When my former employer first got a Learning Management System, someone said ‘Good, now we’ll be able to prove that employees have seen every page of the compliance course.’ My heart sank.
Years later I was approached by the project manager working with a supplier to build a scenario-based learning course for a compliance need.
Alex in Risk says that the elearning must be designed so that the learner sees every page. This is his interpretation of ‘by law we have to demonstrate the colleague has completed their training’. He won’t sign off without this.
The rest of this article is a slightly edited version of my response to the project manager:
The first thing to recognise and accept is that Alex’s requirements are coming from a different world from the learning team. So there is nothing whatsoever to be gained by arguments around
* The quality of learning
* Learner engagement
* Application of learning to the job.
Risk are not interested in this and such arguments will be water off a duck’s back.
The Risk argument runs simply
In the (low probability) event of a compliance breach where the defence case for an employee is that they weren’t trained on that part of their job, can we prove that they were?
Well, what can we prove as things are?
We can prove that they were exposed to training material (via the LMS). We can prove that the employee confirmed that they’d been trained (They click ‘Mark Complete’ at the end). We can prove that they attained a pass mark in a subsequent test. Let’s call these the ‘current proofs’.
So the question becomes: What more watertight defence can we create by changing the elearning to allow less choice in what they see?
First of all, can we say ‘ we can prove that they’ve seen every page’ and have it legally valid or true?
No we can’t. Not only can we not prove they had their eyes open or weren’t looking elsewhere, or that they’ve understood each page or tried to relate it to their own work – we can only prove that every page has been put in front of them by removing all questions from the course! Some pages are feedback on a question asked, so they will not be shown if a learner didn’t choose that answer. So we can’t ever say in an interactive course that they’ve seen every page. That may sound pedantic but we’re dealing with that kind of argument so we have to meet it on its own terms.
They can say ‘of course I don’t mean that, I mean they’ve not been able to skip a page in the sequence’. Can we change the elearning so that that defence is possible? Yes, by removing the menu. Remove all employee choice and we can say that the employee was exposed to every page of the course. But we know from long experience that doing that will result in someone clicking through without reading. Does it matter? If it offers a stronger defence to the bank than the ‘current proofs’ above. Maybe, but I doubt anyone would argue that. Can we strengthen the defence? Yes, by ensuring the test contains a question about every page. Are they willing to go that far?
So we’ve seen that
* ‘the employee has seen all the pages’ is not a valid or legal statement with any elearning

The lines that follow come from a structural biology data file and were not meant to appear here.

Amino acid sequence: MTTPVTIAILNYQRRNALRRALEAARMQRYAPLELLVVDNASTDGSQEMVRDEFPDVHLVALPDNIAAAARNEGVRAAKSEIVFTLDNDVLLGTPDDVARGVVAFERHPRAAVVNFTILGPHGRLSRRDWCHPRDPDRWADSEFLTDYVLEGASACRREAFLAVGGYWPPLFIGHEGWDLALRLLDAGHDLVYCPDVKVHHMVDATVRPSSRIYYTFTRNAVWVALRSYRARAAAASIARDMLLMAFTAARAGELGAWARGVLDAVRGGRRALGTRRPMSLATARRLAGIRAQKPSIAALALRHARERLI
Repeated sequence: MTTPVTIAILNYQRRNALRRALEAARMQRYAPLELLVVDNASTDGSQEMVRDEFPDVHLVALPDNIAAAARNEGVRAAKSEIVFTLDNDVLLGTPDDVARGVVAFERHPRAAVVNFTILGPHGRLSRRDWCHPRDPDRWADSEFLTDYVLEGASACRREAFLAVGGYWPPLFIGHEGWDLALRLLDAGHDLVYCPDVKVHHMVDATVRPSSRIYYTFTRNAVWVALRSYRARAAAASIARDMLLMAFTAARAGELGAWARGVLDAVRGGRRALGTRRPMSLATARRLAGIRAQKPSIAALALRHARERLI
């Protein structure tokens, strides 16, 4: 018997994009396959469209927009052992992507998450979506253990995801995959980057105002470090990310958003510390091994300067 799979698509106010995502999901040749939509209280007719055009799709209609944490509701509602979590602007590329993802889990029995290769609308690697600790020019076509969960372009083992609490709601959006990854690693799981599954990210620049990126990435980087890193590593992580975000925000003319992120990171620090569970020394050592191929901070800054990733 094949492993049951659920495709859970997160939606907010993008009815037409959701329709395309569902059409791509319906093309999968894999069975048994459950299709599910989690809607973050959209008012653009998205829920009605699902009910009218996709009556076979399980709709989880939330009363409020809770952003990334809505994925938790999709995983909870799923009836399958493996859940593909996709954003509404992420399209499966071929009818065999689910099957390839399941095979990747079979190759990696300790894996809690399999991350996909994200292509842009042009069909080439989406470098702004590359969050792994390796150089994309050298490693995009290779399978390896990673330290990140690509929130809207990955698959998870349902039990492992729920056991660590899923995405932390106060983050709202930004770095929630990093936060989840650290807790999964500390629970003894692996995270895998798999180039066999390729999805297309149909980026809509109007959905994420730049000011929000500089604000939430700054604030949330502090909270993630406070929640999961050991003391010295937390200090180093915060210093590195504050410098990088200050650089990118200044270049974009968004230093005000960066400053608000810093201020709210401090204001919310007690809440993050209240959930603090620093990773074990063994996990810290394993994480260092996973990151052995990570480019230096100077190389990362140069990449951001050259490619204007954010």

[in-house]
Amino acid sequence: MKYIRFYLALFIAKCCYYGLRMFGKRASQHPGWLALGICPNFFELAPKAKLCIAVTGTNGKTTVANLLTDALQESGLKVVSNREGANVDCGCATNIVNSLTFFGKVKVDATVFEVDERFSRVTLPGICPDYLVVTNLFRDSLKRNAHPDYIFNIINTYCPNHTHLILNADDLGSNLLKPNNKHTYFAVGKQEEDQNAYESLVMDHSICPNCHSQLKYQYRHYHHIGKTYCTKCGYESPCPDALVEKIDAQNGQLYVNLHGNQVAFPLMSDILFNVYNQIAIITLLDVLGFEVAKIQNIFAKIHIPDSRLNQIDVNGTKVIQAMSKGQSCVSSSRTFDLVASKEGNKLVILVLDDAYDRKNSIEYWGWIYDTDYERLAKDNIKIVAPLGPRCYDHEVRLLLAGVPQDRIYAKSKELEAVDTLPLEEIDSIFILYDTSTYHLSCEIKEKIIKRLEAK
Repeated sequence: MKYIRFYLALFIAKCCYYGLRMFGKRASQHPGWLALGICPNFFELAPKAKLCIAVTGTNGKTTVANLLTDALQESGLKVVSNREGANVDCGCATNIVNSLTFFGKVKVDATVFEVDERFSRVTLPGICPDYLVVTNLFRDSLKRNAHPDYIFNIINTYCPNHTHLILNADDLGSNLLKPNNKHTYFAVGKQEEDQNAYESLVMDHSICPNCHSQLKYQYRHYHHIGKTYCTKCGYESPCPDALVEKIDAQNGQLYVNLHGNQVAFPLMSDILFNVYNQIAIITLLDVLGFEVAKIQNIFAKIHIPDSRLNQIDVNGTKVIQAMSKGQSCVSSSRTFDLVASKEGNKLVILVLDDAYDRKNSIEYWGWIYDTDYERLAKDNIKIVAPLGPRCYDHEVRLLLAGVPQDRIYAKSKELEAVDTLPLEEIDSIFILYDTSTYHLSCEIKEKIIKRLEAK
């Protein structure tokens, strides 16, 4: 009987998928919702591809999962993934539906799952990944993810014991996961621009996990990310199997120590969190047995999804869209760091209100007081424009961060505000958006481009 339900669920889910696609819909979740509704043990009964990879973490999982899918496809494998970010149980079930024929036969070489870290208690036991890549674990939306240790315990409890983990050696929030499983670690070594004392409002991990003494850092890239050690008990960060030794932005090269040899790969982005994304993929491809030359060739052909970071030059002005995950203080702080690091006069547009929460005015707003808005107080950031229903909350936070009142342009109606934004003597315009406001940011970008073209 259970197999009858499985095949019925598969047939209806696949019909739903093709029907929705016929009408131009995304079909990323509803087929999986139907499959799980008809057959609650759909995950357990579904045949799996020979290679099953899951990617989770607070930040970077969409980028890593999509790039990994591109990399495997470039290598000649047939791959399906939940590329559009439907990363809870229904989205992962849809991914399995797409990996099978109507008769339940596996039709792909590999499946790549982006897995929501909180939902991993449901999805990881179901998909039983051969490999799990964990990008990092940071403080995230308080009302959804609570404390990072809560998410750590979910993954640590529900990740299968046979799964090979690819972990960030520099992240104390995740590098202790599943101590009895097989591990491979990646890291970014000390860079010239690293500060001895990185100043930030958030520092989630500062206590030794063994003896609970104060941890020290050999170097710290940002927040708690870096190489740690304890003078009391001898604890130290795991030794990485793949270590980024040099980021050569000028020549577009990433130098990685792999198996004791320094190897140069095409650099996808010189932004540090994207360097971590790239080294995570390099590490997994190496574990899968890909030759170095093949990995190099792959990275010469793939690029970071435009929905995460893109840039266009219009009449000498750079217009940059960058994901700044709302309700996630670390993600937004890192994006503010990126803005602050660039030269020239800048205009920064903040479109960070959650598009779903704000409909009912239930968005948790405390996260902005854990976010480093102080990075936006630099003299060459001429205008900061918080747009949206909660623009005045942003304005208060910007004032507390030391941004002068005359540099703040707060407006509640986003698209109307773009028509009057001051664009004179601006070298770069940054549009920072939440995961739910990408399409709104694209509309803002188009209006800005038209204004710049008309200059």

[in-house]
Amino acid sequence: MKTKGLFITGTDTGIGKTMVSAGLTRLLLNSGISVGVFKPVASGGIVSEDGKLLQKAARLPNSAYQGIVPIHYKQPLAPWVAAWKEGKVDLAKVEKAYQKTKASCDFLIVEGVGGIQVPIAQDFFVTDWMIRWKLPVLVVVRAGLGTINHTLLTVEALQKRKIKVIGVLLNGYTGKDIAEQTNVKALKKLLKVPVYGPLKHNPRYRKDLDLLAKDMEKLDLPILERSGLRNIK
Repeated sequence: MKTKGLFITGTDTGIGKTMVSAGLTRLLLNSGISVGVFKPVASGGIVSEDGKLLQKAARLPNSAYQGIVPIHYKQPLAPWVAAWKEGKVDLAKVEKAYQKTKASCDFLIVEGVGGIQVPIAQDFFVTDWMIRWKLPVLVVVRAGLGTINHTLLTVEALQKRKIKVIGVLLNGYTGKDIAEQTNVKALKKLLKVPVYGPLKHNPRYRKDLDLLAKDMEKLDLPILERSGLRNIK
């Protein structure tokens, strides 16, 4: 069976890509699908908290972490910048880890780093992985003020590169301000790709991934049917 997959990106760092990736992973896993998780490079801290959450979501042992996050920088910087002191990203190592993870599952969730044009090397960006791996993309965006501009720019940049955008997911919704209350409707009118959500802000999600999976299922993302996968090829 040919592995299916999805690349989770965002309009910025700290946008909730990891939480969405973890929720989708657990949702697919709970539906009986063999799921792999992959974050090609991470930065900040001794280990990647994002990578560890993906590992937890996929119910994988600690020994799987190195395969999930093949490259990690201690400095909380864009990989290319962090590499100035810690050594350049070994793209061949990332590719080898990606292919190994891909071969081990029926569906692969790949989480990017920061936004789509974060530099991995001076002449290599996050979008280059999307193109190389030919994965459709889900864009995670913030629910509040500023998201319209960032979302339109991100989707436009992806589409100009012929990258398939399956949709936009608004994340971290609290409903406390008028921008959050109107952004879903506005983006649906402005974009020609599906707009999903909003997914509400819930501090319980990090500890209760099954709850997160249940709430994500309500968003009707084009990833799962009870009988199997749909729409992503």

* ‘the employee has been exposed to all the pages’ is viable by removing the menu and questions. In effect, offering a book online.
* the resulting loss in learning quality and user engagement does not do much to improve on the ‘current proofs’
* while a test could conceivably prove reading of all pages it would be a very long test indeed
* furthermore, the more you remove learner engagement, the less likely it is that learning will take place.
This means that not only will more assessments be failed but the learning is less likely to be applied in the workplace. Isn’t that what really matters to the organisation more than the low probability event of a tribunal?
I’d say this proves beyond a shadow of doubt that what you’re designing – engaging scenario-based elearning, which the learner marks Complete, followed by a test – just about gets it right. It improves performance while providing strong evidence that the colleague has been trained. In other words the ‘current proofs’ are the best proofs, regardless of the use of technology.
I’d propose two courses of action:
1. offer to provide a strong statement whenever a user leaves the course that spells out the implications of ‘Mark Complete’. If it can’t technically be added at every point of exit, put it right at the beginning. Specify that ‘Mark Complete’ means you vouch that you have been fully trained in this topic. Invite Risk to help you draft it. Agree to this but don’t change the learning in any other way. They agree to this and sign off the learning
2. If they don’t agree to this, take the radical way and create the learning as a PDF or as a single page with no menu or questions. If anyone asks why, refer them to Risk. I realise this is a waste of the investment in elearning but if they don’t sign off the project, it’s wasted anyway. I’ll get senior management support for this.
Finally a couple of thoughts. The most common, well-known and successful piece of compliance training is the Highway Code. There’s no compulsion, no tracking, just a test on a sample of questions and a practical. Would they describe this as violating ‘by law we have to demonstrate the colleague has completed their training’?
Every laptop user in the organisation, including Alex, is in daily breach of compliance when, every time they boot up, they get a popup about data security that begins ‘Do not ignore this’. The changes proposed sail dangerously close to eroding the credibility of elearning to the same level as this popup.
Alex agreed to the ‘I have understood my obligations – Mark Complete’ statement.